You can’t mention the word “treason” without commenters coming out of the woodwork to debate the legal and technical definition of the word. But in the context of Donald Trump’s downfall, that’s neither here nor there. What matters is how the average American – in the court of public opinion – views the concept of treason. And in that regard, Trump just jumped the shark.
The trouble with the Mueller report is that it documented hundreds of pages of Donald Trump’s people colluding with the Russian government in ways which could not possibly have been above board – but there was no smoking gun. Moreover, no one outside of the politically dedicated crowd bothered to read it, and Mueller’s testimony didn’t have the impact some were hoping. But now we’re looking at something entirely different.
We have a specific instance of Donald Trump picking up the phone and calling a foreign leader who was very likely Vladimir Putin, and making a promise involving classified information that was so disturbing, someone in Trump’s own regime felt compelled to file a whistleblower report against him. Now someone involved with that report has felt compelled to leak its true horrifying nature to the media.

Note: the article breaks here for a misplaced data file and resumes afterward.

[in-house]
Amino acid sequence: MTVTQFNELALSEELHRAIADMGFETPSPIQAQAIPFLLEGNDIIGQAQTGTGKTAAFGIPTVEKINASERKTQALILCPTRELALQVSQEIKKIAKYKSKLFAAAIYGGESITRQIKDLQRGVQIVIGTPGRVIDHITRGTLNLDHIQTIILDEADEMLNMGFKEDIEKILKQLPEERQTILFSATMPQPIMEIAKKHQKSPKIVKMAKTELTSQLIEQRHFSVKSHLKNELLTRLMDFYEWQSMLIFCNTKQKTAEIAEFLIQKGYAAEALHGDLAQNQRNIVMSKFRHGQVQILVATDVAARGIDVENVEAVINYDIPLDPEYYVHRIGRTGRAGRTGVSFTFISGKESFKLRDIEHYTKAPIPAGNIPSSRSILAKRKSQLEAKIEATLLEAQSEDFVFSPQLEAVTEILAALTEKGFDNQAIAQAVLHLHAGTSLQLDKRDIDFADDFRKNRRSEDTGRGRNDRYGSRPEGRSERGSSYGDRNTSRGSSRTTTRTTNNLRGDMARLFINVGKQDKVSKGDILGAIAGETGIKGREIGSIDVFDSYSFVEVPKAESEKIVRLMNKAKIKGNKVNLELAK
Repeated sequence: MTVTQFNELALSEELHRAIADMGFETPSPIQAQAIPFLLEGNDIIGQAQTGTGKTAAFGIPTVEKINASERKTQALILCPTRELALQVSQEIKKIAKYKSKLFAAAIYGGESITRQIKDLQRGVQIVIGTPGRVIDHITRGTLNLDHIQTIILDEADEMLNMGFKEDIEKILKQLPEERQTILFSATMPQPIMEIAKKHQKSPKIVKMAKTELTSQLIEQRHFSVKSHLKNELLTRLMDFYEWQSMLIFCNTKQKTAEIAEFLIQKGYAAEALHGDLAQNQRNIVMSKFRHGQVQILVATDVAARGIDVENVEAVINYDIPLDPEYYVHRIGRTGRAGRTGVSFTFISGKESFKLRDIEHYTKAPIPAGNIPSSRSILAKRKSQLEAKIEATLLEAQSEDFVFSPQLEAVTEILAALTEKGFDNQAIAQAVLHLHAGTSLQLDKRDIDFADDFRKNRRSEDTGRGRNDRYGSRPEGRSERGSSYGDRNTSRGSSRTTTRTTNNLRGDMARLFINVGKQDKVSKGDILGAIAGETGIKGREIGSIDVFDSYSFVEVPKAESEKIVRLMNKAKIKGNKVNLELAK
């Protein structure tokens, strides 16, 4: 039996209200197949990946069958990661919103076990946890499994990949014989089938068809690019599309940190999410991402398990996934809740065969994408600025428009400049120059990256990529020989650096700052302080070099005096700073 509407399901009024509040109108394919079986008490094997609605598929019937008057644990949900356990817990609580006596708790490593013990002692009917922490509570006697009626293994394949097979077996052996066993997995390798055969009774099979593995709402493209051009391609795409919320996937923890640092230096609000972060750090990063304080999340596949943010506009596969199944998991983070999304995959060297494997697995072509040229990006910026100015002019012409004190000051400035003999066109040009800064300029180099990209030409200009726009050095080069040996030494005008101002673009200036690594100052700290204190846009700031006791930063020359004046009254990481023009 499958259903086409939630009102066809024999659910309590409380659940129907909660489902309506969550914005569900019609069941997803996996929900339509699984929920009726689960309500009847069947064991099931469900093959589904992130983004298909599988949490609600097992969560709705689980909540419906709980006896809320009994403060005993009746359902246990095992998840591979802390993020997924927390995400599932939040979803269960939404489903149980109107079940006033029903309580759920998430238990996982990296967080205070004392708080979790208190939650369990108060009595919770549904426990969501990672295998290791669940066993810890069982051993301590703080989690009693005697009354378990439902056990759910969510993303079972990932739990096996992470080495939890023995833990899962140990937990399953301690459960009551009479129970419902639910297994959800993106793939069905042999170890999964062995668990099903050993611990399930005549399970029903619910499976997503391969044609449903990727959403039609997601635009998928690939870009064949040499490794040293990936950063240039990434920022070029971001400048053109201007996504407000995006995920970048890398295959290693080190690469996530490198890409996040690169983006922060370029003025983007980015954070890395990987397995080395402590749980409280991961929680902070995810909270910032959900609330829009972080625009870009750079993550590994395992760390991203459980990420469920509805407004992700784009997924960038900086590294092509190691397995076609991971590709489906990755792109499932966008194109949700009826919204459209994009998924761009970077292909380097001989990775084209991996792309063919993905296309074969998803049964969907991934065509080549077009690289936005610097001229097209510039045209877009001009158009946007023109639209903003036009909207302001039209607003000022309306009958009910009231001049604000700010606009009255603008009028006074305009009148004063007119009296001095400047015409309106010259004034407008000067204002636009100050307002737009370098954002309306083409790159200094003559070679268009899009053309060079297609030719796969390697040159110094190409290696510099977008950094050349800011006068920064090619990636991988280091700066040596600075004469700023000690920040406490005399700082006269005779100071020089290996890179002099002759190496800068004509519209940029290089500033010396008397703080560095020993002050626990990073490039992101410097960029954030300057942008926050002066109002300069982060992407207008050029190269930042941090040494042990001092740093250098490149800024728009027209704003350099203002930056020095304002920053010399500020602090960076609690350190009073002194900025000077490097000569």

There’s a whistleblower report out there that can end Donald Trump. It can get him convicted of treason in the court of public opinion, if not a court of law. Trump has committed plenty of felonies in plain view as it is; they just haven’t been the kind that can take him down. This act of treason doesn’t have to be a felony to take him down. It just has to be seen as one by a majority of Americans.
Bill Palmer is the publisher of the political news outlet Palmer Report